Staying safe when selling your own home
The horrific events that transpired In Hamilton in the past week, resulting in the death of Tim Bosma, have led me to this posting....RIP Tim!
Letting a stranger into your home is not advised by most people’s standards. On any given day, it is almost a certainty that if a random individual were to approach a family dwelling and knock on the door, he or she would not be accepted into the dwelling. At the very least, it would take a convincing story and an expert delivery to gain entry as a criminal. However, when one is selling their home, offering showings and holding open houses to strangers becomes a certainty. As a Real Estate Agent, my colleagues and myself are trained to take specific safety precautions when showing homes and holding open houses.
Here are some of the safety precautions that I believe will keep your family and home safe:
1. Never show your home by yourself!
If you have chosen to sell your home without an agent it is important to take the extra precaution of having somebody attend all showings and open houses with you. Whether it be your spouse, a close friend, family member or neighbor the likelihood of something happening to you greatly decreases. If there isn't anybody that can attend the showing contact your neighbors before hand and inform them that you will be holding a showing. Tell them who is going to be coming to see the house and how long you expect the showing to last. Additionally, if one of your neighbors could be outside when your prospective buyer arrives (taking the garbage out, cutting the grass, gardening, etc.) it would also decrease the likelihood of harm coming to you or your home now or in the future.
One of the many things that Real Estate Agents do is prequalify leads prior to showing properties. Asking detailed qualifying questions, finding out where they currently live, gathering their reasons for buying a home and using their financial approvals allow us to not only find a buyer for a home but also ensure that the motivations of prospects are pure.
2. Log your showings
A viewing may not go wrong initially. The prospect may come in, be polite, look around, pay your house a compliment and then depart. You may be thinking, hey... that went well, I think we may have found our buyer! However, his or her intention may have been to case the home and return in the future to rob or hurt your family. This is an extreme example but it is something that can happen and the necessary precautions need to be taken. The best and almost only thing you can do to prevent future harm from resulting from a showing is to keep an active log.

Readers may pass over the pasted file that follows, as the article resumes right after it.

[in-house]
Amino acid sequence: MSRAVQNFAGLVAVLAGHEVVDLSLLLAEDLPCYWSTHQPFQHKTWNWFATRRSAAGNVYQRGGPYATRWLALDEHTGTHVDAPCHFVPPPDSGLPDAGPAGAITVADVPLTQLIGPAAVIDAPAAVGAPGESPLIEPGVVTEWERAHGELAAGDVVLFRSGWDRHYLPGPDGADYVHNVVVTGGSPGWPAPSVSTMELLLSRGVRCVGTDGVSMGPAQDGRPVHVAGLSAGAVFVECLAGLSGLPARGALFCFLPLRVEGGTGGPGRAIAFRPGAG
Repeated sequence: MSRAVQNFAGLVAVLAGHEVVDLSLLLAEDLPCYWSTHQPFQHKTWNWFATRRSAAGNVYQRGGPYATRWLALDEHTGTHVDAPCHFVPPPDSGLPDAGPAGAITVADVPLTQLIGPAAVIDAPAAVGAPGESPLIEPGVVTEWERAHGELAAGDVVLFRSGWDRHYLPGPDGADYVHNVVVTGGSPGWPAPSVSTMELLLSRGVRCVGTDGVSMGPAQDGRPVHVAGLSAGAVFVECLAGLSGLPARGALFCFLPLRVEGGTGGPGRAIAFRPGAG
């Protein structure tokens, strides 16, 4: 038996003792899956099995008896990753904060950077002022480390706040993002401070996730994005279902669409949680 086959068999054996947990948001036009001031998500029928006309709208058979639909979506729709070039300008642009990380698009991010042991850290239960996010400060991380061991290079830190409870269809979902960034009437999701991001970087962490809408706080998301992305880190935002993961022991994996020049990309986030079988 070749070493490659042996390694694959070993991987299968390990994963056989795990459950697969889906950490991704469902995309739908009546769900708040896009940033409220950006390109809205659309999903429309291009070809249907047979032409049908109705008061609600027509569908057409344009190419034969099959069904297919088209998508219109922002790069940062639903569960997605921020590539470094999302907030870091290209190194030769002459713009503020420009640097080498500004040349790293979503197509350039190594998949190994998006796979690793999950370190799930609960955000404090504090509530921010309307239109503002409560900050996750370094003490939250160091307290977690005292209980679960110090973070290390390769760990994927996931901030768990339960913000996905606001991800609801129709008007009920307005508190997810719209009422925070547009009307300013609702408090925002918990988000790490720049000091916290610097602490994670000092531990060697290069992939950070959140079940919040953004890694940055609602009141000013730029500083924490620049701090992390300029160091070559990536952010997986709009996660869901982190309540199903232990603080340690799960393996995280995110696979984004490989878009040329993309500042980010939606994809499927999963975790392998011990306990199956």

In the event of an open house make sure that everyone is signing in with, at the very least, his or her name and phone number. But don't stop there, once the open house is over check to make sure that everyone’s information is correct and valid. There are a couple of ways that you can do this. The first, and probably most productive and useful, would be to simply call the number that was left and ask to speak to the individual that left their name. If they do not live at that phone number than you will know that the individual did not give your their correct information. A second way to check your log in sheet is to look the number or person up online. Sites like 411.ca will allow you to reverse lookup the phone number that the person left. If the number does not match the given name then you will know that the person did not leave their correct information and may have been there with an ulterior motive.
Just because somebody doesn't leave their correct information, doesn't mean that they are criminals. Some people just don't like to give away their personal information. When you have found someone that didn't leave their correct information take a look at your notes (you should be taking notes on everyone that comes in: What they thought, how they acted and anything out of the ordinary) and see what your initial thoughts on that individual were. If upon realizing that the individual did not leave their correct information and looking back on the showing, you feel that the person was not there with the intention of buying the house it is time to trust your instincts. In more severe cases it can never hurt to alert the authorities. You can also call your local Real Estate Brokerages and tell them about your experience. The chances are that if this person came to your open house he or she probably went to others as well. Or, at the very least, will attend open houses in the near future.
3. During showings
When you are showing your house, be sure never to put yourself in a vulnerable position. Keep an eye on all parties. Avoid turning your back to visitors or placing yourself in a corner. Always give yourself a way out. Have a cell phone on you and know where your closest exit is. If you start to get a bad feeling about a showing, don't be afraid to ask your viewers to leave.